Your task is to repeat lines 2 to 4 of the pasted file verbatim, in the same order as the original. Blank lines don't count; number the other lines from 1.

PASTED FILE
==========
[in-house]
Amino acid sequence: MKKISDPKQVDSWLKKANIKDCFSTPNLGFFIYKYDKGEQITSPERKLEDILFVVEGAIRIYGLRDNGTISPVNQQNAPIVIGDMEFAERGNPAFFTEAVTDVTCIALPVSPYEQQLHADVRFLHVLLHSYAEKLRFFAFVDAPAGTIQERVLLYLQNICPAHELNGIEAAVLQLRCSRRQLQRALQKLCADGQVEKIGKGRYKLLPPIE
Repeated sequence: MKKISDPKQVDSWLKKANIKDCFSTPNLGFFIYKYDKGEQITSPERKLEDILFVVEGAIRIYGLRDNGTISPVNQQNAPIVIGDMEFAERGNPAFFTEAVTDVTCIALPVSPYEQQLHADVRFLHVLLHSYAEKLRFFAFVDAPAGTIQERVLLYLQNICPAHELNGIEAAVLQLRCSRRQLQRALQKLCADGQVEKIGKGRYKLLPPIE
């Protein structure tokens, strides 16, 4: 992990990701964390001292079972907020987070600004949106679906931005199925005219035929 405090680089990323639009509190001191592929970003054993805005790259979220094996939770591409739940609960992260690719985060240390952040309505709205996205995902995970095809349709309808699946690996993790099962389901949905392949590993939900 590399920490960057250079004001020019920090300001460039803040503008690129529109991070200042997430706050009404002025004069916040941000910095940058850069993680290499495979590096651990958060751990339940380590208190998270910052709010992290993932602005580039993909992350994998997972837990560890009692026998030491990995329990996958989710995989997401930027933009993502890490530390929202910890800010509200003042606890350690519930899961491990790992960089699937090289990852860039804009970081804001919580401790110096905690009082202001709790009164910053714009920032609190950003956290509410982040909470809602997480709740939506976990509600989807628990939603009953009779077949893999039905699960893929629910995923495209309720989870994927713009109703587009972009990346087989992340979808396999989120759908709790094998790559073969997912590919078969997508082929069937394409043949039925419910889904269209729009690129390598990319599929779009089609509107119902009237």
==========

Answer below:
Amino acid sequence: MKKISDPKQVDSWLKKANIKDCFSTPNLGFFIYKYDKGEQITSPERKLEDILFVVEGAIRIYGLRDNGTISPVNQQNAPIVIGDMEFAERGNPAFFTEAVTDVTCIALPVSPYEQQLHADVRFLHVLLHSYAEKLRFFAFVDAPAGTIQERVLLYLQNICPAHELNGIEAAVLQLRCSRRQLQRALQKLCADGQVEKIGKGRYKLLPPIE
Repeated sequence: MKKISDPKQVDSWLKKANIKDCFSTPNLGFFIYKYDKGEQITSPERKLEDILFVVEGAIRIYGLRDNGTISPVNQQNAPIVIGDMEFAERGNPAFFTEAVTDVTCIALPVSPYEQQLHADVRFLHVLLHSYAEKLRFFAFVDAPAGTIQERVLLYLQNICPAHELNGIEAAVLQLRCSRRQLQRALQKLCADGQVEKIGKGRYKLLPPIE
């Protein structure tokens, strides 16, 4: 992990990701964390001292079972907020987070600004949106679906931005199925005219035929 405090680089990323639009509190001191592929970003054993805005790259979220094996939770591409739940609960992260690719985060240390952040309505709205996205995902995970095809349709309808699946690996993790099962389901949905392949590993939900 590399920490960057250079004001020019920090300001460039803040503008690129529109991070200042997430706050009404002025004069916040941000910095940058850069993680290499495979590096651990958060751990339940380590208190998270910052709010992290993932602005580039993909992350994998997972837990560890009692026998030491990995329990996958989710995989997401930027933009993502890490530390929202910890800010509200003042606890350690519930899961491990790992960089699937090289990852860039804009970081804001919580401790110096905690009082202001709790009164910053714009920032609190950003956290509410982040909470809602997480709740939506976990509600989807628990939603009953009779077949893999039905699960893929629910995923495209309720989870994927713009109703587009972009990346087989992340979808396999989120759908709790094998790559073969997912590919078969997508082929069937394409043949039925419910889904269209729009690129390598990319599929779009089609509107119902009237």